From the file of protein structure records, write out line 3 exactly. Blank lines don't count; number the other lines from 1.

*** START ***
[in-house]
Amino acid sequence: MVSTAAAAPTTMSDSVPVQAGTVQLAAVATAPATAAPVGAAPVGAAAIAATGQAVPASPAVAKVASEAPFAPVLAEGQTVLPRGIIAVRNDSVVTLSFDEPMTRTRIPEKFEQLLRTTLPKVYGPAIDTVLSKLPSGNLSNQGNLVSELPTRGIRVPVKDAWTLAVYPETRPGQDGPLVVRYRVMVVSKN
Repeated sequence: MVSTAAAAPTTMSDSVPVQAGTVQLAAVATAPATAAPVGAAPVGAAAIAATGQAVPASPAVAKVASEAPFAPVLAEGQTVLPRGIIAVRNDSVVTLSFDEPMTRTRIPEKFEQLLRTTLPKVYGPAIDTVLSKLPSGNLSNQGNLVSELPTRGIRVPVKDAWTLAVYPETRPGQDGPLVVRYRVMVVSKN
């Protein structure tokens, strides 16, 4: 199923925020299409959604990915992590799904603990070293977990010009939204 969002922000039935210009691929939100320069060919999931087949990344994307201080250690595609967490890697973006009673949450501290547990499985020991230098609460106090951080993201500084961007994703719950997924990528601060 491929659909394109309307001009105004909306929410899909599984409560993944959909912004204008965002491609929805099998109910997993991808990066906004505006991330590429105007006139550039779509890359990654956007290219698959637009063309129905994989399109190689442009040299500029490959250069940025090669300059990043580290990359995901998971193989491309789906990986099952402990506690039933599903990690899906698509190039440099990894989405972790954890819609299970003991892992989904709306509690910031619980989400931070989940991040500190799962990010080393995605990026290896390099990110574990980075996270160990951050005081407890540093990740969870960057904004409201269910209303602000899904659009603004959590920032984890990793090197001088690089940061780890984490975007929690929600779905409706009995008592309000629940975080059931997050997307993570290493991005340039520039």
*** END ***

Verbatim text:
Repeated sequence: MVSTAAAAPTTMSDSVPVQAGTVQLAAVATAPATAAPVGAAPVGAAAIAATGQAVPASPAVAKVASEAPFAPVLAEGQTVLPRGIIAVRNDSVVTLSFDEPMTRTRIPEKFEQLLRTTLPKVYGPAIDTVLSKLPSGNLSNQGNLVSELPTRGIRVPVKDAWTLAVYPETRPGQDGPLVVRYRVMVVSKN